If there’s one truism about jazz duos, it’s that their sparse instrumentation often makes for some moody music. And while that is true for some of Duet, a live album by pianist Satoko Fujii and bassist Joe Fonda, there are also moments on this concert collection where this free-form jazz is anything but moody.
Recorded in November of 2015, at the Woodfords Congregational Church in Portland, Maine, Duet starts with Fujii and Fonda freely improvising for a thirty-seven-minute stretch they call “Paul Bley.” It’s a rather epic piece, one where things do get quiet or somber, though it’s dominated by after long stretches when the two come across as playful or combative or like two cats playing soccer in a small box, simultaneously frantic and working in tandem. But while the audible “whoa” from someone in the audience says more than I ever could, I will note that while this wildly improvised piece veers through a variety of tones and atmospheres, it’s beauty is constant and flowing.
Well, assuming you enjoy freely improvised music. While “Paul Bley” doesn’t get as wild as, say, the nearly hour long version of “My Favorite Things” on John Coltrane’s Live In Japan, or as noisily dissonant as anything on such Charles Gayle albums as Translations or Raining Fire, it’s also not a three-minute ditty driven by a simple melody.
There’s a similar vibe to the other track on Duet, “JSN,” which contradicts this album’s title by adding trumpeter Natsuki Tamura to the proceedings. Though not as long or as wild as “Paul Bley,” this track is also freely improvised, though it mostly goes from high to low as opposed to from aggressive to passive. It also has more layers, thanks to Tamura, who gets as atmospheric and unconventional on his trumpet as Fujii does on her piano and Fonda does on his bass.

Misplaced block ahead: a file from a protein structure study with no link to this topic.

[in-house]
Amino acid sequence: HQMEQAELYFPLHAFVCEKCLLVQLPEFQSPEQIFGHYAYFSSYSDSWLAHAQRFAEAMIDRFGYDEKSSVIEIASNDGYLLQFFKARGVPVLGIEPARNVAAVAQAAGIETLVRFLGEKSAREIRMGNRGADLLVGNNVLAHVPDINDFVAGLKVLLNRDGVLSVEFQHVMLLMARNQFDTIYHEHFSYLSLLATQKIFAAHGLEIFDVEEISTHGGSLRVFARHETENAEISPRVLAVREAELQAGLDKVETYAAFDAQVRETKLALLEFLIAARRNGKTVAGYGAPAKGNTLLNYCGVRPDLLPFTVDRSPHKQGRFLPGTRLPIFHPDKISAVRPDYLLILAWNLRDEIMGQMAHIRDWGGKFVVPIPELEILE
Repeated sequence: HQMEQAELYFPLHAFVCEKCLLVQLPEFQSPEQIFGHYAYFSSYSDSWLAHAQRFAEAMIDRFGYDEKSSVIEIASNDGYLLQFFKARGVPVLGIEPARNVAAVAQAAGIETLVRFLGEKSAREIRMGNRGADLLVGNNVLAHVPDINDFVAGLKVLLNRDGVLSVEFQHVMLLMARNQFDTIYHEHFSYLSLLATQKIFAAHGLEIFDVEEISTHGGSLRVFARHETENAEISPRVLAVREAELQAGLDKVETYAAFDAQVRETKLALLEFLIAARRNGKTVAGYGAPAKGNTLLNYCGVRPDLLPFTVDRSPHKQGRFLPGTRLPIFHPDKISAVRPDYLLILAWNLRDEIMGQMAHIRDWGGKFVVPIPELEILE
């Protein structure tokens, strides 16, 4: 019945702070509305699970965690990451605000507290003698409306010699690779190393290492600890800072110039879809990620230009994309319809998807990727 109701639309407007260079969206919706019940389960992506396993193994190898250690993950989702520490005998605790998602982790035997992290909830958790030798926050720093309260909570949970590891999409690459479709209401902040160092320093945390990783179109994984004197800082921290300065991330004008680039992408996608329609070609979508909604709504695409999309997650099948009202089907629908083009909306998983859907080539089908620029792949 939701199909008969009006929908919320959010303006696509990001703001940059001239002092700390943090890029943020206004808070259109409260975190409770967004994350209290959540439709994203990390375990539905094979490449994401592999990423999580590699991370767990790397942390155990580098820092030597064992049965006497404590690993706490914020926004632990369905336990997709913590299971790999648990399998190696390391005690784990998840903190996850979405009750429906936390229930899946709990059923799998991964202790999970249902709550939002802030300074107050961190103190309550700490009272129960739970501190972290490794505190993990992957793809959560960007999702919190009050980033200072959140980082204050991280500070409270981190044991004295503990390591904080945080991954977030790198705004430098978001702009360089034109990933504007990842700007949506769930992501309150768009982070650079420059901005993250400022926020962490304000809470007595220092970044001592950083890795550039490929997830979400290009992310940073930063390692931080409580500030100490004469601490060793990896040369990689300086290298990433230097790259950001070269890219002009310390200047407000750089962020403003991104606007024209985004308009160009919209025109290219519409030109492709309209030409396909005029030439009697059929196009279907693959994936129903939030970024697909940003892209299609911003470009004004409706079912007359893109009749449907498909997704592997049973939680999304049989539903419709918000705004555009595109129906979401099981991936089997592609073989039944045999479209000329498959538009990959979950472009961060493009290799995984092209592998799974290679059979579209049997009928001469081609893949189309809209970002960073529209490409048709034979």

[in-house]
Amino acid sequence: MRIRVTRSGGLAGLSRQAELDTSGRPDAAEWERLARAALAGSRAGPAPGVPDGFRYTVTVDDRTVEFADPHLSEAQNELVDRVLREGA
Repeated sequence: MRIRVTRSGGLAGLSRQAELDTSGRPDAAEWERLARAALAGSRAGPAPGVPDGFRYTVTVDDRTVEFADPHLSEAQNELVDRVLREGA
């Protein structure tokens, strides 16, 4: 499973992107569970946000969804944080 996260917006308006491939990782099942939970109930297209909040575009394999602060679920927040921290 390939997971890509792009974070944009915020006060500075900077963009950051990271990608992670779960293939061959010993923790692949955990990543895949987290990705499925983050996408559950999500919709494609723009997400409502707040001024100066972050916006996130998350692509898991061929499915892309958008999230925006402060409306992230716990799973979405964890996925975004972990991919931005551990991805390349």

It’s a great compliment to “Paul Bley,” but “JSN” also points out the big problem I had with Duet: it left me longing for more. Not just because, between these two tracks, the album is only forty-nine minutes long. Or because I want to hear more improvisations between Fujii and Fonda, and also between Fujii, Fonda, and Tamura. Though both are true.
No, it’s also because it’s obvious that the show they played that November night in Portland is much longer than what we get from Duet. As the press materials for Duet say, Tamura joined Fujii and Fonda, “for the second set.” Which implies that somewhere there’s probably another forty-nine minutes of music from this night, if not more.
Still, if Duet is all we get, then I’ll take it. For now. Because it’s clear that Fujii and Fonda are on to something here, and that they’re on to something with Tamura as well. Sure, it may not all be moody music, but it is quite good. I just hope we get to hear more of it.